For many in Knoxville, the epidemic hits close to home. The Knoxville police chief, David Rausch, spoke at a state task force meeting in February 2017 about the personal fight that the opioid epidemic creates. A Knoxville officer succumbed to the battle and resorted to confiscating drugs from dealers to maintain a personal habit. The police chief and his spouse currently support his stepson’s infant child because both parents are addicted to drugs. The 6-month-old is also drug dependent.
One drug user revealed his story to a Knoxville reporter. The man successfully quit drugs once, but a surgery and subsequent opioid prescription opened the door again. Today, the man trades in illegal goods to fuel his habit. Sixteen felony theft counts and a stint in jail did little to change the man’s habits.
The grip heroin and opioid drugs place on their users is intense and sometimes all-powerful. Detox is only the first step in recovery, and many users return to old habits after returning to familiar environments and social groups.
Combating Addiction in Knoxville, Tennessee
In the war on drugs, jail time fails to rehabilitate individuals struggling with substance abuse. Outside help and support gives users an opportunity to rewire their brains to stop seeking out drugs. Knoxville recognizes the difference between legal accountability and rehabilitation. The police department and other organizations use overdose antidotes, drug courts, public outreach, and rehabilitation facilities to help users receive the support they need. The Knox County Recovery Court, a type of drug court/treatment program, helps users stay out of jail and receive the help they need.
The state of Tennessee has also passed several laws to combat prescription-related opioid abuse. In 2015, the state tightened restrictions on the management of pain clinics and repealed an act that put the power of choosing opioids in the hands of patients. As physicians restrict access to opioids, however, studies—including one from The New England Journal of Medicine—highlight the relationship between prescription opioid abuse and heroin use. Opioid addicts will do almost anything to maintain the habit, including going to veterinarian’s offices and obtaining pet prescriptions.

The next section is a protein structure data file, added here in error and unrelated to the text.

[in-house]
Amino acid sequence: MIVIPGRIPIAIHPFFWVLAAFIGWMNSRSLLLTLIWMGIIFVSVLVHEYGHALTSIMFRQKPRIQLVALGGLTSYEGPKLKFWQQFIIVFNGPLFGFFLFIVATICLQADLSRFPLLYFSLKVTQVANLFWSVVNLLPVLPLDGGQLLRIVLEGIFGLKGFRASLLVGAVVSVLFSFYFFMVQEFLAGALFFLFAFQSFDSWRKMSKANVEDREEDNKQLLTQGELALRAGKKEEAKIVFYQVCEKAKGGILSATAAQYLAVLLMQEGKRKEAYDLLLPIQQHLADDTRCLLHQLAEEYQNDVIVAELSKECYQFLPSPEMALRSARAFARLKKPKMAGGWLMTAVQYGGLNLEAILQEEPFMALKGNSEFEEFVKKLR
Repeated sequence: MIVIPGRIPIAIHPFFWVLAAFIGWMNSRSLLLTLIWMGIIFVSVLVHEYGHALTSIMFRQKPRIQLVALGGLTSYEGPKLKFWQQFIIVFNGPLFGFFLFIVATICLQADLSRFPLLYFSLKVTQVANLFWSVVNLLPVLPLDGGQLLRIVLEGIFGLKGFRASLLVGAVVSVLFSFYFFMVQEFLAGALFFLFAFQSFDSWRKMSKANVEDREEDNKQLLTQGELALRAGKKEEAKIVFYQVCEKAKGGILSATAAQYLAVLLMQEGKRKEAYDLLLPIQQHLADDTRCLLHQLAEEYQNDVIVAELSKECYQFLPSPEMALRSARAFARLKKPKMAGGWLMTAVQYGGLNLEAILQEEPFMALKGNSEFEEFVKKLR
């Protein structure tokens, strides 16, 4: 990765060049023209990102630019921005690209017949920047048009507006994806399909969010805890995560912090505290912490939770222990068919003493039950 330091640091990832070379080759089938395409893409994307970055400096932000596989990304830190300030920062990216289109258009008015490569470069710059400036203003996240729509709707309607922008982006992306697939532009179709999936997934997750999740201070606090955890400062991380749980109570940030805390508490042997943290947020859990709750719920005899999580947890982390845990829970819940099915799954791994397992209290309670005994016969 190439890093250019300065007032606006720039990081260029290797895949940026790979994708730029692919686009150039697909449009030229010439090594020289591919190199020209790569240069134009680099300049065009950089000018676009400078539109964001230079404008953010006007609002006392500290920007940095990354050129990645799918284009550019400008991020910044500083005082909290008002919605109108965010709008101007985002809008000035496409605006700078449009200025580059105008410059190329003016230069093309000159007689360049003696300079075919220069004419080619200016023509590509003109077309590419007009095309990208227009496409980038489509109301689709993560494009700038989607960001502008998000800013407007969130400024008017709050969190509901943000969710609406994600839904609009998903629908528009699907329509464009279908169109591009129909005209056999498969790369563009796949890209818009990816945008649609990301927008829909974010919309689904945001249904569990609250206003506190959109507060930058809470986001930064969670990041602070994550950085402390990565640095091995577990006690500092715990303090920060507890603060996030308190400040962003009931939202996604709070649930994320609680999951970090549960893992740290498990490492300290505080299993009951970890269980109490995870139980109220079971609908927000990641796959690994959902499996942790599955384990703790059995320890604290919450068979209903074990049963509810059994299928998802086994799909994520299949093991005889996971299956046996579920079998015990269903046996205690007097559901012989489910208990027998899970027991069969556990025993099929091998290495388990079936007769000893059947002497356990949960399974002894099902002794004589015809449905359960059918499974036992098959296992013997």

For almost two years, the police department in Knoxville has carried Naloxone (an opioid overdose antidote) to administer to overdose victims in the field. Since the start of the program, officers have saved 50 lives in emergency situations. The team receives overdose-related calls almost every day now.
Many rehabilitation programs in the local area must put users in need of help on waiting lists. They do not have enough beds to support medical detoxification and support for patients addicted to heroin and other strong opioids. Aside from local programs, those committed to seeking help often explore out-of-state programs that offer detox, therapy, and reintegration opportunities.
The Knoxville and Tennessee opioid problems strongly correlate to liberal prescription writing policies. Now that so many people are hooked, the state must find sustainable ways to help families, children, and adults find a path away from drugs.